The Modes in Their Technical Aspects. As for the musical system itself, the songs from every particular mode are composed largely from a restricted set of melodic formulas characteristic of that mode. These formulas may be employed in many different combinations and variations; nevertheless, most of the phrases of any given hymn are reducible to one or another of this small number of basic melody-fragments. (For formulas of Mode I as they are exemplified in a selection of phrases from a number of hymns, see E. Wellesz, A History of Byzantine Music and Hymnography [2d ed. Oxford 1961] app. V.)
The church music belonging to various peoples, such as the Serbs, the Armenians, the Syrians, and the Copts, as found in our own times, exhibits analogous modal systems, depending in the same fashion on melodic formulae—the specific formulae, of course, differing from one musical culture to another. (No musical documentation from the Byzantine period exists for any of these peoples; there are, e.g., medieval Armenian musical MSS, but their notation is undecipherable.) Study of these modal systems has led some scholars to conclude that, in such a system, each mode is defined simply by its characteristic melody patterns, rather than by some abstract scale pattern: the latter sort of definition was the subsequent rationalization of theorists. Byzantine theory in its full development did provide such a rationalization; and the system thus defined appears to be essentially identical to that of Latin plainchant. This conclusion is suggested by the medieval Latin practice of assigning Greek number names to the Latin modes; it is confirmed by Wellesz' publication of a hymn whose Greek text had been translated into Latin, and whose music appears substantially the same in both kinds of notation. The total range of the system (with rare extensions) covers what is represented in modern transcription as the two-octave white-key gamut a–a ". Within this, Mode I Authentic has an approximate range of d–d ', with finalis on a ' or d ; Mode II Authentic, e–e ', with finalis on b ' or e ; Mode III Authentic, f–f ', with finalis on c ' or f ; Mode IV Authentic, g–g ', with finalis on d ' or g. The plagal modes have ranges lying a fourth below the numerically corresponding authentic; they use only the lower finalis of the two found in the corresponding authentic modes. This diatonic system remained the basis of Byzantine music down to the 17th and 18th centuries, when it disappeared, along with the entire repertory embodying it, under the Turkish influence, leaving only the texts and the modal assignations as they had been in medieval times. For a categorization of the contents of the Octoechos as a musical servicebook, see Tillyard.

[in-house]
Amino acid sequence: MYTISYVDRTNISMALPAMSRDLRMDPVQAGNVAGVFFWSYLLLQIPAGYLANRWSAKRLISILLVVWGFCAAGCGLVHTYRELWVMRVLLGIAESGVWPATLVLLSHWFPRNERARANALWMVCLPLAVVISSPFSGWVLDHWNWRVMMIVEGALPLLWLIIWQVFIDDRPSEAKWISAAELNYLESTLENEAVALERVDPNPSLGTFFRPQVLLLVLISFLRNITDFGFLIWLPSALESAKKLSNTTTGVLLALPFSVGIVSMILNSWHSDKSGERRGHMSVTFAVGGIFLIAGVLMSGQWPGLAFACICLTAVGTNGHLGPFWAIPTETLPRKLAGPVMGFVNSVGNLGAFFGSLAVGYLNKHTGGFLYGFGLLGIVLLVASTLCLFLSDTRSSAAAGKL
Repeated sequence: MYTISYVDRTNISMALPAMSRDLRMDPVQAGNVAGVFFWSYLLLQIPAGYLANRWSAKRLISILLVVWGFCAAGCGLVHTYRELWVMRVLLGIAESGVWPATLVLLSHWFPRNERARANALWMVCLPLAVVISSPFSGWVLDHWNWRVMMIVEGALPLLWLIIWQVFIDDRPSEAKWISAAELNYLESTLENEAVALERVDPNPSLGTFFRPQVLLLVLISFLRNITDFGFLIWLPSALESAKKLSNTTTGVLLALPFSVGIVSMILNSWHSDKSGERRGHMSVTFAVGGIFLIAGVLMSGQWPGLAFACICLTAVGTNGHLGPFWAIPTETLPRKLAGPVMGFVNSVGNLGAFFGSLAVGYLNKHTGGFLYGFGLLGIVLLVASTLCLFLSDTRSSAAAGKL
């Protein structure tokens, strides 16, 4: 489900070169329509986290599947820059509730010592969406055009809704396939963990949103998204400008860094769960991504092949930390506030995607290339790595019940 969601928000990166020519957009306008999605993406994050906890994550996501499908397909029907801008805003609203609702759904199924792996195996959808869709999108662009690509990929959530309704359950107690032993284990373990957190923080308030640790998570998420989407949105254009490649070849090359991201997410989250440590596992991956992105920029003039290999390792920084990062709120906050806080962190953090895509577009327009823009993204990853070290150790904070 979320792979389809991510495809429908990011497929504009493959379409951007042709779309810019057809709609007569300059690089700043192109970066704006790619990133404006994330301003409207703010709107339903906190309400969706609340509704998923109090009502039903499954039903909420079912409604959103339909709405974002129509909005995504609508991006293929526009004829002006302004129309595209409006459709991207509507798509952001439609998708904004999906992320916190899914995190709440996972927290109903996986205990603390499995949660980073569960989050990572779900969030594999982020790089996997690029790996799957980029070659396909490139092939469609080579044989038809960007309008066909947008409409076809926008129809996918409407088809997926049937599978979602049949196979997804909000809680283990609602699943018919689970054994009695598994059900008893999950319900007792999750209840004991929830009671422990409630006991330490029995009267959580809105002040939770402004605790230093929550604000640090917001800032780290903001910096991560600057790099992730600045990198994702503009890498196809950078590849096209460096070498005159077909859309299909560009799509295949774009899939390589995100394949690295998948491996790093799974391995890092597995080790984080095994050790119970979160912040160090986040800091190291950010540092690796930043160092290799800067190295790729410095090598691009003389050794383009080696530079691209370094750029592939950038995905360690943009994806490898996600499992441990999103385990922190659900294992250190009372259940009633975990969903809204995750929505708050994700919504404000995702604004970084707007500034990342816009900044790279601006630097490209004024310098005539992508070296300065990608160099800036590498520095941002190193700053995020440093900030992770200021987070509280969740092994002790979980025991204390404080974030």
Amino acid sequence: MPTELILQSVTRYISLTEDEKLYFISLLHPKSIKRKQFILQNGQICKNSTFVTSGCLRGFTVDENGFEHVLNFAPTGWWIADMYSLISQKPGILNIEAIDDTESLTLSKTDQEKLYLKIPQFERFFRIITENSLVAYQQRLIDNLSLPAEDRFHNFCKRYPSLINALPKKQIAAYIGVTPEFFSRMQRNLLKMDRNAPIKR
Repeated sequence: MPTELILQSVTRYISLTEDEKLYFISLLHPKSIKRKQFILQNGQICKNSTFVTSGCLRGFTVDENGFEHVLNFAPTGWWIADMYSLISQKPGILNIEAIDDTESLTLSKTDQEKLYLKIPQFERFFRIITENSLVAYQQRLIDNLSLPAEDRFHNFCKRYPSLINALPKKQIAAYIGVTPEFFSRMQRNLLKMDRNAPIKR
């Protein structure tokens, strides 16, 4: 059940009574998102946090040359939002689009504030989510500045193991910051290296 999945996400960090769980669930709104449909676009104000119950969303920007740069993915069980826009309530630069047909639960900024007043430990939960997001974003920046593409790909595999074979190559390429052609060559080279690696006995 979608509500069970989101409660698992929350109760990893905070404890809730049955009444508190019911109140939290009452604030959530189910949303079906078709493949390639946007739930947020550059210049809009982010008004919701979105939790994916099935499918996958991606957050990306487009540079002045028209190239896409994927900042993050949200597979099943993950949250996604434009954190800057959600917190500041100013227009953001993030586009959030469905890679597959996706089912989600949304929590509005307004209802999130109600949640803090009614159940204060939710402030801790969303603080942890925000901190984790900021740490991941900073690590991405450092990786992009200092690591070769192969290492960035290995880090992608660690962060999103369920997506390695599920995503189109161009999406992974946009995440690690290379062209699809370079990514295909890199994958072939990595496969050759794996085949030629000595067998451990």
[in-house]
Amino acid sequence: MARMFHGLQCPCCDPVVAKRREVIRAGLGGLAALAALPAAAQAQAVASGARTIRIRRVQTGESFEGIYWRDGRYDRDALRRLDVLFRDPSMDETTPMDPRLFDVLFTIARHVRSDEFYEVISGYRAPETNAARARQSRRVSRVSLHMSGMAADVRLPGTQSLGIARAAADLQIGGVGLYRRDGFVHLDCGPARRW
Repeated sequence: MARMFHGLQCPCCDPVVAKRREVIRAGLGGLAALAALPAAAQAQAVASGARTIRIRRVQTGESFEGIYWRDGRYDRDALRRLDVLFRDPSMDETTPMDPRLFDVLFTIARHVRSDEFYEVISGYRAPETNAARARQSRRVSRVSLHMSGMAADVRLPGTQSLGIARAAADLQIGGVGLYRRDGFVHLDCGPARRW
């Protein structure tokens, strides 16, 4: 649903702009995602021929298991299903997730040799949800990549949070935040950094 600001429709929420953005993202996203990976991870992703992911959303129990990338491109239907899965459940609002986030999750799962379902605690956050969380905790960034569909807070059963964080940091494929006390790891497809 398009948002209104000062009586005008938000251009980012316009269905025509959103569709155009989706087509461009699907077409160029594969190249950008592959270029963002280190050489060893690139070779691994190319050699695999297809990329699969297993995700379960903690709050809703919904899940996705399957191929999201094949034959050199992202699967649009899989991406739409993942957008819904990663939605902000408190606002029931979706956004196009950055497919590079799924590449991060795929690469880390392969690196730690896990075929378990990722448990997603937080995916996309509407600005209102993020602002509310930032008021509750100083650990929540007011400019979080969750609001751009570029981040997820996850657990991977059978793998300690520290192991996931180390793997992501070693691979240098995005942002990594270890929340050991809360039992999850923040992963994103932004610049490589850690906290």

Bibliography: e. wellesz, Eastern Elements in Western Chant (Monumenta Musicae Byzantinae 1; Oxford 1947); "Die Struktur der servischen Oktoëchos," Zeitschrift für Musikwissenschaft 2 (1919) 140–48. h. j. w. tillyard, The Hymns of the Octoechus, 2 v. (Monumenta Musicae Byzantinae 3, 5; Oxford 1940,1952). j. jeannin and j. puyade, "L'Octoëchos syrien," Oriens Christianus NS 3 (1913) 82–104, 277–98. a. baumstark, Festbrevier und Kirchenjahr der syrischen Jakobiten (Paderborn 1910). e.w. brooks, "The Hymns of Severus," Patrologia orientalis, ed. r. graffin and f. nau (Paris 1903–) 6:1–179; 7:593–803. f. nau, "Jean Rufus, évêque de Maïouma: Plérophories," ibid. 8:1–208. l. tardo, L'Ottoeco nei MSS. melurgici (Grottaferrata 1955). Παρακλητικὴ ἤτοι Ὀκτώηχος ἡ μεγάλη (Rome 1885); Ὀκτώηχος (Rome 1886). o. strunk, "The Tonal System of Byzantine Music," Musical Quarterly 28 (1942) 190–204; "The Antiphons of the Oktoechos," Journal of the American Musicological Society 18 (1960) 50–67.